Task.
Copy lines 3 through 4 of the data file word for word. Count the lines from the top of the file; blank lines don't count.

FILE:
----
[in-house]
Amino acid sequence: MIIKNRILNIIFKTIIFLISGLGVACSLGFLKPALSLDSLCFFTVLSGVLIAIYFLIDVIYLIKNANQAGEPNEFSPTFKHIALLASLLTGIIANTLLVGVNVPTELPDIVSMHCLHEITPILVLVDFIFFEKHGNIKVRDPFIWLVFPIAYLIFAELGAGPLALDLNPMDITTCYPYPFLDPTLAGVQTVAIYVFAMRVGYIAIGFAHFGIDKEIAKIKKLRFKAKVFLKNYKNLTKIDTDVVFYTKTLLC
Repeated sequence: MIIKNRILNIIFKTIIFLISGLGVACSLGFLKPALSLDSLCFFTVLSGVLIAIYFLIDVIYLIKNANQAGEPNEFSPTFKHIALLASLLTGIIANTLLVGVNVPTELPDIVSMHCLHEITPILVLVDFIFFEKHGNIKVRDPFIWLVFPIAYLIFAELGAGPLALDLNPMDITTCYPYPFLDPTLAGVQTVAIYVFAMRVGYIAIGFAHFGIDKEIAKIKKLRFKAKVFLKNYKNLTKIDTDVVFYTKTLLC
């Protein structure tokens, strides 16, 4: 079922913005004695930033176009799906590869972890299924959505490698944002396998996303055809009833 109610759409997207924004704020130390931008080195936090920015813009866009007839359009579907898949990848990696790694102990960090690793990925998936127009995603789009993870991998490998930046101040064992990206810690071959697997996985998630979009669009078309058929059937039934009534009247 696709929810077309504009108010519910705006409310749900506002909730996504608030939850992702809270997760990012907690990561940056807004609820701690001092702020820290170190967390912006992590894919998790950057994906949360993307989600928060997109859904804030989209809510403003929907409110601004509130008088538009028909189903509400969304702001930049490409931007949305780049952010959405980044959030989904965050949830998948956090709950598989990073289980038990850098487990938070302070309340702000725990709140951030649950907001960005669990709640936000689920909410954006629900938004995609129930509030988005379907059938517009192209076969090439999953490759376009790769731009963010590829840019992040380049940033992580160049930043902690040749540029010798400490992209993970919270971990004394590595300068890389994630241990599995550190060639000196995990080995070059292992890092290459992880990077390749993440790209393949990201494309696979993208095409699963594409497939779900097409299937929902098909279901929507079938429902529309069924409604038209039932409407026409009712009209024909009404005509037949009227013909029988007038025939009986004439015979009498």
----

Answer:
Repeated sequence: MIIKNRILNIIFKTIIFLISGLGVACSLGFLKPALSLDSLCFFTVLSGVLIAIYFLIDVIYLIKNANQAGEPNEFSPTFKHIALLASLLTGIIANTLLVGVNVPTELPDIVSMHCLHEITPILVLVDFIFFEKHGNIKVRDPFIWLVFPIAYLIFAELGAGPLALDLNPMDITTCYPYPFLDPTLAGVQTVAIYVFAMRVGYIAIGFAHFGIDKEIAKIKKLRFKAKVFLKNYKNLTKIDTDVVFYTKTLLC
């Protein structure tokens, strides 16, 4: 079922913005004695930033176009799906590869972890299924959505490698944002396998996303055809009833 109610759409997207924004704020130390931008080195936090920015813009866009007839359009579907898949990848990696790694102990960090690793990925998936127009995603789009993870991998490998930046101040064992990206810690071959697997996985998630979009669009078309058929059937039934009534009247 696709929810077309504009108010519910705006409310749900506002909730996504608030939850992702809270997760990012907690990561940056807004609820701690001092702020820290170190967390912006992590894919998790950057994906949360993307989600928060997109859904804030989209809510403003929907409110601004509130008088538009028909189903509400969304702001930049490409931007949305780049952010959405980044959030989904965050949830998948956090709950598989990073289980038990850098487990938070302070309340702000725990709140951030649950907001960005669990709640936000689920909410954006629900938004995609129930509030988005379907059938517009192209076969090439999953490759376009790769731009963010590829840019992040380049940033992580160049930043902690040749540029010798400490992209993970919270971990004394590595300068890389994630241990599995550190060639000196995990080995070059292992890092290459992880990077390749993440790209393949990201494309696979993208095409699963594409497939779900097409299937929902098909279901929507079938429902529309069924409604038209039932409407026409009712009209024909009404005509037949009227013909029988007038025939009986004439015979009498």